July 25, 2013
"Cymbeline," one of William Shakespeare's later and lesser-known romances, is a bit of a dichotomy.
It was originally considered a tragedy -which ends with the main character brought to ruin or left in extreme sorrow. Not so in "Cymbeline."
"You'd think it would belong to the comedies," says Murray Ross, artistic director of TheatreWorks and the show's director, "because it does have a very happy ending, but it has one of the longest winding roads to that happy conclusion of any Shakespeare play. There is a surprising amount of darkness, violence and dismemberment. Because of that, it's a play about resurrection, but somebody has to die before it's resurrected."
The show opens Thursday at Rock Ledge Ranch.
"It has, in recent years, become a popular challenge for adventurous directors," writes theater critic Myron Meisel on the website Hollywood Reporter.
Ross has had a yen to do the play for two decades.
"It's like discovering a new country or kingdom which you kind of didn't know existed and others didn't know, and you want to share it," he says.
Though popular in the 19th century, he says, it faded into obscurity in the 20th century. Ross thinks the tangled plot was "daunting to modern stagecraft and new theaters."
In "Cymbeline," Imogen, the daughter of British King Cymbeline, defies her father and marries Posthumous instead of her father's stepson. Posthumous is then exiled to Italy where he meets Iachimo, who believes all women are tainted and bets Posthumous he can seduce Imogen. A kaleidoscope of events is kick-started. There's cross-dressing, a queen with a poisonous potion, confused identities, war and more.
Those familiar with Shakespeare's work will notice a hefty dose of plot points similar to his other works, such as "King Lear," "Romeo and Juliet" and "As You Like It."
"We are in a culture now where we're kind of used to things moving quickly," says Ross. "We bounce from one YouTube episode to another, and in a couple of hours, we cover a ton of ground. And Shakespeare does that in this play.
"It's his fairy tale, and he's revisiting a lot of scenes and characters from his whole career, spinning them and throwing them in, but grounding it with fairy tale structure."
TheatreWorks' version employs eight actors. Most of them will double and even triple on roles, much like Shakespeare had his own actors do.
"There's a good princess and a wicked stepmother, and a kind of evil villain and a handsome prince," Ross says. "Those kinds of opposites happen all over the place, and invite doubling."
Susan Maris, a New York City actress, has coveted the role of Imogen for years. On theatrehistory.com, William Hazlitt writes that of all Shakespeare's women, she is "perhaps the most tender and the most artless."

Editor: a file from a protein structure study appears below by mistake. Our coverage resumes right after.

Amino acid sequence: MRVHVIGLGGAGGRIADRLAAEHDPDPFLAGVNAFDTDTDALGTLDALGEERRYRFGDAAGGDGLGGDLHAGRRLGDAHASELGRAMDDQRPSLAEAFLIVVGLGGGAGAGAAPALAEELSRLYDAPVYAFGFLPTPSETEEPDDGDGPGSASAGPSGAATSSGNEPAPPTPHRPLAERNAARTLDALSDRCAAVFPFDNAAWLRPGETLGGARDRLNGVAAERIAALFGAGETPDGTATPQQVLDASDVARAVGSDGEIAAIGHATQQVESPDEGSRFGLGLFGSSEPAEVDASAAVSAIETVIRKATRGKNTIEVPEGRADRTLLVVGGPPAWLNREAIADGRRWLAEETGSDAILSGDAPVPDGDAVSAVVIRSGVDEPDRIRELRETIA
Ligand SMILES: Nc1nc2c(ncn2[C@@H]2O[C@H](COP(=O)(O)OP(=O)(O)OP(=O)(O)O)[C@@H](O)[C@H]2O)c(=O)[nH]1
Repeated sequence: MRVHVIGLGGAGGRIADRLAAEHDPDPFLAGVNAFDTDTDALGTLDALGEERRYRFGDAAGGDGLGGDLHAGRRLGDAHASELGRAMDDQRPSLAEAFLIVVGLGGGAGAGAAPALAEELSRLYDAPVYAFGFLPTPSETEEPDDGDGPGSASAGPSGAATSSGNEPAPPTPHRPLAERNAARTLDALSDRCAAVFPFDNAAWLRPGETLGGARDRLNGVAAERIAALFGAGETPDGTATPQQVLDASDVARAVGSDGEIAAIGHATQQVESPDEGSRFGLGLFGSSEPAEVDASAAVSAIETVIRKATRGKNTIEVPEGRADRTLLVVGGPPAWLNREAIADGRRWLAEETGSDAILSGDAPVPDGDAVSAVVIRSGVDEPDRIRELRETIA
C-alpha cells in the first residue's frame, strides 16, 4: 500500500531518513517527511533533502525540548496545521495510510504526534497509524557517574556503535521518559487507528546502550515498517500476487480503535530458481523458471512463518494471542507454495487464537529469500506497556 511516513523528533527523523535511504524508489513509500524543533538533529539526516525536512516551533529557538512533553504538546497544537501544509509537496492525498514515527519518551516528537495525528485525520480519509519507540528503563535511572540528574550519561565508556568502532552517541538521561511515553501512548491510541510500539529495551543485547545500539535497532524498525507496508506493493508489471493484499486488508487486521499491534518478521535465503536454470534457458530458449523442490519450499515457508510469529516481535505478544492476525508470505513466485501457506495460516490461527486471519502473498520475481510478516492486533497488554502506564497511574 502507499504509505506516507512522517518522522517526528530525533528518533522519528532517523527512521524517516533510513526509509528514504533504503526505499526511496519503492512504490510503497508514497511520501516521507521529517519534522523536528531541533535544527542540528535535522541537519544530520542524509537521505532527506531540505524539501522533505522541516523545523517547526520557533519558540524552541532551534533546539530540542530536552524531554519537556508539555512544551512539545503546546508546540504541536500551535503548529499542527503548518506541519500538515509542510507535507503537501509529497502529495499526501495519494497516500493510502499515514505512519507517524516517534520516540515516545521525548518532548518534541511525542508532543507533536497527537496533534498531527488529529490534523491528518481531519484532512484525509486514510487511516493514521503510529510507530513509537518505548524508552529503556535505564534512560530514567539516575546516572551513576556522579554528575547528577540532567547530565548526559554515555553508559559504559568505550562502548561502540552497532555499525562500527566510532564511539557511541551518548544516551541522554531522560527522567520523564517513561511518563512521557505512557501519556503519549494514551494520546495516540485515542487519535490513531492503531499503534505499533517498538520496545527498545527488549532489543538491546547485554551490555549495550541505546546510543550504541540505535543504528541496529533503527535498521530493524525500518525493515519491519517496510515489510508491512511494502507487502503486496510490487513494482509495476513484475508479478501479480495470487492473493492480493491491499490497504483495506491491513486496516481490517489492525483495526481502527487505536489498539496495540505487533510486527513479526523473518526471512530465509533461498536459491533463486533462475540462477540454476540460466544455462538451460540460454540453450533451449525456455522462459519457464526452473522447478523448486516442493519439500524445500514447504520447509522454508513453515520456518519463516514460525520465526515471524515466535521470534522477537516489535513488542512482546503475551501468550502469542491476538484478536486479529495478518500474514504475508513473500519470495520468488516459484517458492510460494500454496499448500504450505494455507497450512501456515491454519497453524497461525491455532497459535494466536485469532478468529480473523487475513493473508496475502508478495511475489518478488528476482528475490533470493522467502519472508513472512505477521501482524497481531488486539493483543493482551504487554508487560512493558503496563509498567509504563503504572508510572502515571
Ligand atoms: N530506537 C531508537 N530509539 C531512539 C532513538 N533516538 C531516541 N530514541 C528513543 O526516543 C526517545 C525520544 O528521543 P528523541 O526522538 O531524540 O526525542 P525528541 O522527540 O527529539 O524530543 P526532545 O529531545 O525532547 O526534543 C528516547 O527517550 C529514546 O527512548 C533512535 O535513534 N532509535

"I'm learning lessons from her every day," Maris says. "She endures a lot and she's able to keep her eye on what she wants, which is to be with the man she loves and to be honest. Fidelity and faithfulnes is a huge part of the play. She operates without malice and manipulation."
"It's really a feast for all the senses and brain cells," Ross says. "There's a reason why Shakespeare is the most popular playwright in the world, and a reason he always appears in the summertime. With his expansiveness, richness, warmth, benevolence and excitement - it's a natural match. And our tent allows people to be outdoors, held cozily and protected, as they join in the world of the play."
Jennifer Mulson can be reached at 636-0270.
What: TheatreWorks' Shakespeare Festival
Playwright: William Shakespeare
Director: Murray Ross
Cast: Randy Moore, Susan Maris, Anthony Martinez, Tom Paradise, Nick Henderson, Joseph Discher, Karl Brevik, Erik Brevik
Running time: 2 hours and 45 minutes, including a 15-minute intermission
When: Opens 7:30 p.m. Aug. 1, runs 7:30 p.m. Tuesdays-Saturdays through Aug. 24
Where: Rock Ledge Ranch Historic Site, 3105 Gateway Road
Tickets: $35, $15 ages 15 and younger, free for University of Colorado at Colorado Springs students, $25 groups of 10 or more. No kids 4 and younger. Reservations suggested; 255-3232, theatreworkscs.org
Something else: The cast will perform pre-show contemporary music beginning at 6:45 p.m.
Another thing: There is also a Prologue lecture by John Douglas Thompson, Shakespearean actor, 2:30 p.m. Sunday, Centennial Auditorium, UCCS, 1420 Austin Bluffs Parkway. Also that day, a garden party at ForestEdge, 6 p.m. dinner, show, dessert and sonnets, $85.